Aurally, in the relevant language area, the phoneme corresponding to the double ‘C’ in the earlier mark is very similar, if not identical, to that of the single ‘C’ in the contested sign. Thus, the aural difference between the letter sequence ‘-RACCO’ of the earlier mark and ‘-RACO’ of the contested sign is hardly audible. However, the pronunciations of the signs differ in their first phonemes, namely ‘D’ in the earlier mark and ‘G’ in the contested sign.

Given that the shared sound sequence, ‘-RAC(C)O’, contains two identical vowels that gives the signs the same length in terms of number of syllables and endows them with the same intonation, whilst the only material difference is confined to the first consonants of the words, it is considered that the signs are aurally similar to at least an average degree.  

Conceptually, neither of the signs has a meaning for the public in the relevant territory. Since a conceptual comparison is not possible, the conceptual aspect does not influence the assessment of the similarity of the signs.

As the signs have been found similar in at least one aspect of the comparison, the examination of likelihood of confusion will proceed.

  1. Distinctiveness of the earlier mark

The distinctiveness of the earlier mark is one of the factors to be taken into account in the global assessment of likelihood of confusion.

The applicant did not explicitly claim that its mark is particularly distinctive by virtue of intensive use or reputation.

Consequently, assessment of the distinctiveness of the earlier mark will rest on its distinctiveness per se. In the present case, the earlier trade mark has no meaning for any of the goods from the perspective of the public in the relevant territory. Therefore, the distinctiveness of the earlier mark must be seen as normal.

  1. Global assessment, other arguments and conclusion

Evaluating likelihood of confusion implies some interdependence between the relevant factors and, in particular, a similarity between the marks and between the goods or services. Therefore, a lesser degree of similarity between goods and services may be offset by a greater degree of similarity between the marks and vice versa (29/09/1998, C-39/97, Canon, EU:C:1998:442, § 17). The interdependence principle is crucial to the assessment of likelihood of confusion, especially since, in the present case, the goods covered by the conflicting trade marks are identical.

The similarity between the signs results from the common letter sequence ‘-RAC(C)O’. Although it is true that the signs show some differences as set out in section c) of this decision, the differentiating aspects between the signs are not strong enough as to dispel an average degree of visual similarity, or—from the perspective of the public in the relevant language area—at least an average degree of similarity on an aural level.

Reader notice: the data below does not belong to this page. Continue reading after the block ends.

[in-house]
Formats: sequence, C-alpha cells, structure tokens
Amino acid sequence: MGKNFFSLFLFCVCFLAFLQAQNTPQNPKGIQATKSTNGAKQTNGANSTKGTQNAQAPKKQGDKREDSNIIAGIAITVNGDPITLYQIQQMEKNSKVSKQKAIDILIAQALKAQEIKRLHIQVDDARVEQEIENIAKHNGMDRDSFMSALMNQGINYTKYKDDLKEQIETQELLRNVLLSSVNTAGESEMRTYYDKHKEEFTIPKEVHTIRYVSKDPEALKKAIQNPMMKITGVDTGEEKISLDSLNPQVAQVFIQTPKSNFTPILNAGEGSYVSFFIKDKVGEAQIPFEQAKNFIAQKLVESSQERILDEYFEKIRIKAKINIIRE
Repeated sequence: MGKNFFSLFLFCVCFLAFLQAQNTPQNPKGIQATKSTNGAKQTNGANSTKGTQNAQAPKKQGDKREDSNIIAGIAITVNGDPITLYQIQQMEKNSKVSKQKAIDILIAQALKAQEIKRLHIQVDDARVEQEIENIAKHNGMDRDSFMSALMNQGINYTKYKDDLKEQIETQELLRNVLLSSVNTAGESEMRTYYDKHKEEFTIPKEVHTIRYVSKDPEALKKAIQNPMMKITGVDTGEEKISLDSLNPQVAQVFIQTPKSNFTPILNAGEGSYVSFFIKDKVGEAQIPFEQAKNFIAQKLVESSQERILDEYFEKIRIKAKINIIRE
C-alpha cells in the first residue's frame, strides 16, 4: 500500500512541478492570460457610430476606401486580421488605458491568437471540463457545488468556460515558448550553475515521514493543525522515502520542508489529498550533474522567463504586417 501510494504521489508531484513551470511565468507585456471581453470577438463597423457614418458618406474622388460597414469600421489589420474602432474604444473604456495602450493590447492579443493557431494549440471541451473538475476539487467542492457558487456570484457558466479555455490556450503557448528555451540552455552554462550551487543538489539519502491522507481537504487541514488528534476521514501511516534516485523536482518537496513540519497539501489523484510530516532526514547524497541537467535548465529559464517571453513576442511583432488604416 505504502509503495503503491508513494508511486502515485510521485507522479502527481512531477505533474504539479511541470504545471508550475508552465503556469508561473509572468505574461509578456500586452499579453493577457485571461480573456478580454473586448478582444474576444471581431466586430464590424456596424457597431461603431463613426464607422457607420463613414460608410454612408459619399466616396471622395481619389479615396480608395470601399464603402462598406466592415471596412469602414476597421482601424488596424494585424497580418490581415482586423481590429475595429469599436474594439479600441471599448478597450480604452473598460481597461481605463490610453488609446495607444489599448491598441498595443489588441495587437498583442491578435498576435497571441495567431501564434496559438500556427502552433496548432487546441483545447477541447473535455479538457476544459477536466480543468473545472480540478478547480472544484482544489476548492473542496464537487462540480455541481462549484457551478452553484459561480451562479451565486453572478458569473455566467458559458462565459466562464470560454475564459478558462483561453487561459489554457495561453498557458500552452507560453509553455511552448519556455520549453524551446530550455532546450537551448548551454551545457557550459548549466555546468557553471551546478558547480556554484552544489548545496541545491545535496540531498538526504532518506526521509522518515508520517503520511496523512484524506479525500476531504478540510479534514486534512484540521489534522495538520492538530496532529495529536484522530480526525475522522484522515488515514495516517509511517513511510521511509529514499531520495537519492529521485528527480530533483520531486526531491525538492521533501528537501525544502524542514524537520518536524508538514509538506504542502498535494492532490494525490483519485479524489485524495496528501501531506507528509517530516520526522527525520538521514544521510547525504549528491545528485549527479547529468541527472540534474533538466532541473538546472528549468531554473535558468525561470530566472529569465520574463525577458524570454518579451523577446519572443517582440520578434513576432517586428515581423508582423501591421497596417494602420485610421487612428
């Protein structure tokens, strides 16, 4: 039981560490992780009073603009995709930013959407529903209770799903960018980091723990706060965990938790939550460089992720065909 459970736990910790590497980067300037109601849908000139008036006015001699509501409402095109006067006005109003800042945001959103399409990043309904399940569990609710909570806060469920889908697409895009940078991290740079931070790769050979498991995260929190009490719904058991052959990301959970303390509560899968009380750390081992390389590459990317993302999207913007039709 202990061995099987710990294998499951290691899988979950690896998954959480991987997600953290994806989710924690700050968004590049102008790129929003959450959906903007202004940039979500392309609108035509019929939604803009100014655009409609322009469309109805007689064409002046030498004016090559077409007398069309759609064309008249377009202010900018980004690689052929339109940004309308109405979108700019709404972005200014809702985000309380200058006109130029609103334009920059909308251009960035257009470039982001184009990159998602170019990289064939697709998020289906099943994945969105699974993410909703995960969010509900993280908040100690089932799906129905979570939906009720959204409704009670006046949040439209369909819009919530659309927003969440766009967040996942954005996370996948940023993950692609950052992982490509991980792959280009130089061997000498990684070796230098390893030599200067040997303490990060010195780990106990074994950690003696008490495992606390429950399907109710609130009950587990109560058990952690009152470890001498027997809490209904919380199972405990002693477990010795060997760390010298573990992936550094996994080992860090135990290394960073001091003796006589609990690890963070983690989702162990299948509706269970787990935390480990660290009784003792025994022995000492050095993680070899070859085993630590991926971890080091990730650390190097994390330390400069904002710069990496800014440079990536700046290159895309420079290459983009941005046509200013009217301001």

In that regard, it has to be kept in mind that the public in the relevant language area will not attach any clear meaning to either of the signs that would aid in putting some distance between their overall impressions. The Cancellation Division finds that the differences identified between the signs are not sufficient to outweigh the similarities.

Although the average consumer of the category of products concerned is deemed to be reasonably well-informed and reasonably observant and circumspect, account is taken of the fact that the average consumer only rarely has the chance to make a direct comparison between the different marks and must place trust in the imperfect picture of them that he or she has kept in mind (22/06/1999, C-342/97, Lloyd Schuhfabrik, EU:C:1999:323, § 26).

Based on the average degree of inherent distinctiveness of the earlier mark, and taking into account the interdependence principle, the differences between the trade marks are insufficient for enabling the public to safely distinguish between them. When encountering the conflicting trade marks in the context of identical goods, the public may confuse them giving rise to a situation where consumers believe that the conflicting goods come from the same undertaking, or from economically linked undertakings.